Another point of confusion: The Sherbs’ “We Ride Tonight” from 1981 wasn’t really a hit in the US, but it shows up here as does Judas Priest’s “You’ve Got Another Thing Comin’” from 1982. There’s no way these two have co-existed. I think perhaps I recorded 1979 on the tape, then taped over a side with 1982. It doesn’t explain how ’80 and ’81 gets in there, but that’s my story and I’m sticking to it. I taped some commercials as well, none of them surviving in suitable posting quality. If I was being so picky about the songs I was grabbing, why did I leave ads for Bubble Yum, concerts presented by Ron Delsner and the latest chick magnet from Chevrolet on there?

You lose the goofy interactions of the DJs and the charming, what-the-hell novelty of the commercials. You get arguably better sounding tracks. Unfortunately you also get REO Speedwagon, but it was on the tape and I felt I had to honor the continuity as found (or in Kevin Cronin’s case, the hon-Errrrrrrah) so there you go. I even decided to grace the darn thing with delightfully garish two-tone art for you mixtape downloaders. It’s all packaged in a handy-dandy zip file for your convenience, or you can pick and choose from our usual single track options.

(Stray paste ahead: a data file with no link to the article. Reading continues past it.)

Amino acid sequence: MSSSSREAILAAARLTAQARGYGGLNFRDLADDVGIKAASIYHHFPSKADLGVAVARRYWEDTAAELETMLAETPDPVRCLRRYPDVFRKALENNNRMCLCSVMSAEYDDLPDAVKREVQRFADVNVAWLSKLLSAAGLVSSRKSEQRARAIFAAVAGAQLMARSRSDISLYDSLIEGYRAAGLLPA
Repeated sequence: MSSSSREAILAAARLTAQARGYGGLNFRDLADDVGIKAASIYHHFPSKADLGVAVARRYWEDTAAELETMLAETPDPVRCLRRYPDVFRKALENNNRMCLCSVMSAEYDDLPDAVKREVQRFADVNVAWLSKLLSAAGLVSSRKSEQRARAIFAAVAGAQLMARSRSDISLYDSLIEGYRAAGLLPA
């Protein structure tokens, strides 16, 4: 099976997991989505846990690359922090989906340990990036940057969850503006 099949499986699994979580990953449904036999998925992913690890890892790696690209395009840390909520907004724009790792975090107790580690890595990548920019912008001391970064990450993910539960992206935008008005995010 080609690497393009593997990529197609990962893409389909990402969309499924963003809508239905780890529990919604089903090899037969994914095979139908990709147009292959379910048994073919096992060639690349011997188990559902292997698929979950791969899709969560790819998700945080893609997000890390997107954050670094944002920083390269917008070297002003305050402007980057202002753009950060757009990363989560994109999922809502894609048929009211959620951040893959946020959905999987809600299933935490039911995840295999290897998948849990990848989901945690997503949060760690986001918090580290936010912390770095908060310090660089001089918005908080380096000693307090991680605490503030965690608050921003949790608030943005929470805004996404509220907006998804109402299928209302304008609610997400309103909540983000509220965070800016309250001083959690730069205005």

It’s a moment in broadcasting we won’t see again, when genres as diverse as metal, hard rock, new wave pop and even rockabilly commingled for our entertainment. I certainly didn’t realize back then that I was listening to something special. I, like most of us, just took it for granted that this was rock radio. Hopefully, this approximation will get you a little bit nostalgic too.

Enough chatter. Time to boogie.

Foreigner – Head Games from Head Games (1979)

The first of two songs produced by Roy Thomas Baker on the list. He was one of five go-to producers in the late ’70s and early ’80s, having worked with Journey and Queen.

The Cars – Since I Held You from Candy-O (1979)

This is the second RTB production and I suspect most people would readily associate the band and the producer. This is an album cut but definitely had single potential. I wish radio stations still devoted a few precious minutes to album cuts, don’t you?

Tarney / Spencer Band – No Time To Lose from Run For Your Life (1979)